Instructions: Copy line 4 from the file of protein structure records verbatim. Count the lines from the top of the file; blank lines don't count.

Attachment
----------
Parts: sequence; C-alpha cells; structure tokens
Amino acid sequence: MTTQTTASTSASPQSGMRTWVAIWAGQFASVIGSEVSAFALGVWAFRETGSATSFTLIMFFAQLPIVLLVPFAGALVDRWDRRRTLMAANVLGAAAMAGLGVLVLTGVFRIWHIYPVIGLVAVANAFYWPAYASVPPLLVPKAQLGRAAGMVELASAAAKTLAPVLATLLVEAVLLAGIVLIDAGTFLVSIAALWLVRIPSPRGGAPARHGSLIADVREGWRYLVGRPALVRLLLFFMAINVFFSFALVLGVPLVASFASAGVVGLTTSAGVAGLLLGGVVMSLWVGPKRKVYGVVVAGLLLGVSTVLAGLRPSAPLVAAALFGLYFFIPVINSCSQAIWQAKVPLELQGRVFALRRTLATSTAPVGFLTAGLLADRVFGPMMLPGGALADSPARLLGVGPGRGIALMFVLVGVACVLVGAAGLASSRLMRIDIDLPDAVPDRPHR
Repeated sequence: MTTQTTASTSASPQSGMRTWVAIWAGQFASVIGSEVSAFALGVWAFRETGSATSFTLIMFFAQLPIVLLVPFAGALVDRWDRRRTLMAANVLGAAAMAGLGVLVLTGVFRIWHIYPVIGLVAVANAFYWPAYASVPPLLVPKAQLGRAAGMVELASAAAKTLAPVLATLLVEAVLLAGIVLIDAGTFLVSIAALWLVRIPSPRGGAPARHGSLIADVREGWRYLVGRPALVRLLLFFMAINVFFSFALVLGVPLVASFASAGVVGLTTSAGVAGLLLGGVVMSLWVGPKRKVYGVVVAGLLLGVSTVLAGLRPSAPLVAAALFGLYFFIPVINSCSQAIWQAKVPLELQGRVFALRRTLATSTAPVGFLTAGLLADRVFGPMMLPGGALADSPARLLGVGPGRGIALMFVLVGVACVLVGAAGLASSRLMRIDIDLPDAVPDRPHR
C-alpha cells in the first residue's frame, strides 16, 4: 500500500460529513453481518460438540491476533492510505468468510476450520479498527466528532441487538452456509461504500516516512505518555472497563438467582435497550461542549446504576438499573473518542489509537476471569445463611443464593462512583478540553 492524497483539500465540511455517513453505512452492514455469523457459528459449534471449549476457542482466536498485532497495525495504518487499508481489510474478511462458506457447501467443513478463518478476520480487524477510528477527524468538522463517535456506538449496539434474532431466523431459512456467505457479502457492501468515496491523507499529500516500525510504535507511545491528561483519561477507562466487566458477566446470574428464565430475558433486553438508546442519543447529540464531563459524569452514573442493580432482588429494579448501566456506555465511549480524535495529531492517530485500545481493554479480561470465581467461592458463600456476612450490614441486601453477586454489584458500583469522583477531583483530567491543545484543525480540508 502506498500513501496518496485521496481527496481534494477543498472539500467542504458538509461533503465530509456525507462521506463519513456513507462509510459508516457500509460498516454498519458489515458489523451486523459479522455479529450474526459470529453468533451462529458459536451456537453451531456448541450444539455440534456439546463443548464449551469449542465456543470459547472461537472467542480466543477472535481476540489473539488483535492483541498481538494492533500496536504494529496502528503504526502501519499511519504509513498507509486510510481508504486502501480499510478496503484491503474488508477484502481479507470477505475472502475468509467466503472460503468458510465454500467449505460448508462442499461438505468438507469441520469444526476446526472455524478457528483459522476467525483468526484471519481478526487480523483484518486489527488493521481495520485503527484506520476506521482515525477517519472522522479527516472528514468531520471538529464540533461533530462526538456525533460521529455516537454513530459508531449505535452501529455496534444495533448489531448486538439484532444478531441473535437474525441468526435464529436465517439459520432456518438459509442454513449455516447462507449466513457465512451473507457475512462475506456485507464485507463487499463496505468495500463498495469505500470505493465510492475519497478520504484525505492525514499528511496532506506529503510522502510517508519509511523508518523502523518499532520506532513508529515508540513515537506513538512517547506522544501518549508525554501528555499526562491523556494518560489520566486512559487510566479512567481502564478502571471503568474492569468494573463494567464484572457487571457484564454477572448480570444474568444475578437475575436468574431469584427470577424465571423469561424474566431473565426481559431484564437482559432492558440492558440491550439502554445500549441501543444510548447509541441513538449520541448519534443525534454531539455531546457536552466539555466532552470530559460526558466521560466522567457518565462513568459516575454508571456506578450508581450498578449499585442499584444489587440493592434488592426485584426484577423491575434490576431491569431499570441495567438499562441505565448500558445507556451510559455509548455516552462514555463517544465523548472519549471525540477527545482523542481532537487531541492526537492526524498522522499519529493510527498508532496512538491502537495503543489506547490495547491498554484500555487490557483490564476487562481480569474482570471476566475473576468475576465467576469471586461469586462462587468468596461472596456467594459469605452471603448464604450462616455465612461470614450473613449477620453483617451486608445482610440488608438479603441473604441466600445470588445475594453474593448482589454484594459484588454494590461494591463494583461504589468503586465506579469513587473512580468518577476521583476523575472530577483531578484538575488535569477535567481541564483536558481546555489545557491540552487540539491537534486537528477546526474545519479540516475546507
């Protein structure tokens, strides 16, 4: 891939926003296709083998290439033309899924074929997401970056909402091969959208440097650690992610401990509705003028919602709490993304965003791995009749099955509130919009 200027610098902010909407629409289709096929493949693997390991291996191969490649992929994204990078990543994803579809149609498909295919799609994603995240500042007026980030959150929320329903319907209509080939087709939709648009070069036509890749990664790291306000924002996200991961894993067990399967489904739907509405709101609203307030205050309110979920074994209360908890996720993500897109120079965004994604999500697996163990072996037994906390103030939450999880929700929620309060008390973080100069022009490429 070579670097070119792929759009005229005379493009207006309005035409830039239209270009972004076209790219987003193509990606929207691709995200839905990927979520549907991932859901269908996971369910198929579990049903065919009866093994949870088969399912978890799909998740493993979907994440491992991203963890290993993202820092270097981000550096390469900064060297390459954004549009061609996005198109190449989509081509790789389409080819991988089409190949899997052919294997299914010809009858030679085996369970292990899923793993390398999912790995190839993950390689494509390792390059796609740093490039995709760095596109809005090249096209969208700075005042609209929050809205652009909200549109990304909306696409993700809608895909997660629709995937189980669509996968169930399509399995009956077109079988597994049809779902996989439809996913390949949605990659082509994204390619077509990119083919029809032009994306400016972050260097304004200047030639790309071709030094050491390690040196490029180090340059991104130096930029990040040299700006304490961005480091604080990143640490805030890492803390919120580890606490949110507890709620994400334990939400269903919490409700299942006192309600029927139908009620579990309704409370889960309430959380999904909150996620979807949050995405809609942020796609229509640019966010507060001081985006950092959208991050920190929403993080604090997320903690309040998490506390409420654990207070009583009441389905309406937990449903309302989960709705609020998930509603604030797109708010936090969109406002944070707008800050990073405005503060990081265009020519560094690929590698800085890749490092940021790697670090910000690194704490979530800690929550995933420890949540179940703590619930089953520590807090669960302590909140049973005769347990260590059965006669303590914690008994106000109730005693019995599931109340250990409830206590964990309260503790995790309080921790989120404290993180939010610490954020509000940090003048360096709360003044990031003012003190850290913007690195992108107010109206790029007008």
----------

C-alpha cells in the first residue's frame, strides 16, 4: 500500500460529513453481518460438540491476533492510505468468510476450520479498527466528532441487538452456509461504500516516512505518555472497563438467582435497550461542549446504576438499573473518542489509537476471569445463611443464593462512583478540553 492524497483539500465540511455517513453505512452492514455469523457459528459449534471449549476457542482466536498485532497495525495504518487499508481489510474478511462458506457447501467443513478463518478476520480487524477510528477527524468538522463517535456506538449496539434474532431466523431459512456467505457479502457492501468515496491523507499529500516500525510504535507511545491528561483519561477507562466487566458477566446470574428464565430475558433486553438508546442519543447529540464531563459524569452514573442493580432482588429494579448501566456506555465511549480524535495529531492517530485500545481493554479480561470465581467461592458463600456476612450490614441486601453477586454489584458500583469522583477531583483530567491543545484543525480540508 502506498500513501496518496485521496481527496481534494477543498472539500467542504458538509461533503465530509456525507462521506463519513456513507462509510459508516457500509460498516454498519458489515458489523451486523459479522455479529450474526459470529453468533451462529458459536451456537453451531456448541450444539455440534456439546463443548464449551469449542465456543470459547472461537472467542480466543477472535481476540489473539488483535492483541498481538494492533500496536504494529496502528503504526502501519499511519504509513498507509486510510481508504486502501480499510478496503484491503474488508477484502481479507470477505475472502475468509467466503472460503468458510465454500467449505460448508462442499461438505468438507469441520469444526476446526472455524478457528483459522476467525483468526484471519481478526487480523483484518486489527488493521481495520485503527484506520476506521482515525477517519472522522479527516472528514468531520471538529464540533461533530462526538456525533460521529455516537454513530459508531449505535452501529455496534444495533448489531448486538439484532444478531441473535437474525441468526435464529436465517439459520432456518438459509442454513449455516447462507449466513457465512451473507457475512462475506456485507464485507463487499463496505468495500463498495469505500470505493465510492475519497478520504484525505492525514499528511496532506506529503510522502510517508519509511523508518523502523518499532520506532513508529515508540513515537506513538512517547506522544501518549508525554501528555499526562491523556494518560489520566486512559487510566479512567481502564478502571471503568474492569468494573463494567464484572457487571457484564454477572448480570444474568444475578437475575436468574431469584427470577424465571423469561424474566431473565426481559431484564437482559432492558440492558440491550439502554445500549441501543444510548447509541441513538449520541448519534443525534454531539455531546457536552466539555466532552470530559460526558466521560466522567457518565462513568459516575454508571456506578450508581450498578449499585442499584444489587440493592434488592426485584426484577423491575434490576431491569431499570441495567438499562441505565448500558445507556451510559455509548455516552462514555463517544465523548472519549471525540477527545482523542481532537487531541492526537492526524498522522499519529493510527498508532496512538491502537495503543489506547490495547491498554484500555487490557483490564476487562481480569474482570471476566475473576468475576465467576469471586461469586462462587468468596461472596456467594459469605452471603448464604450462616455465612461470614450473613449477620453483617451486608445482610440488608438479603441473604441466600445470588445475594453474593448482589454484594459484588454494590461494591463494583461504589468503586465506579469513587473512580468518577476521583476523575472530577483531578484538575488535569477535567481541564483536558481546555489545557491540552487540539491537534486537528477546526474545519479540516475546507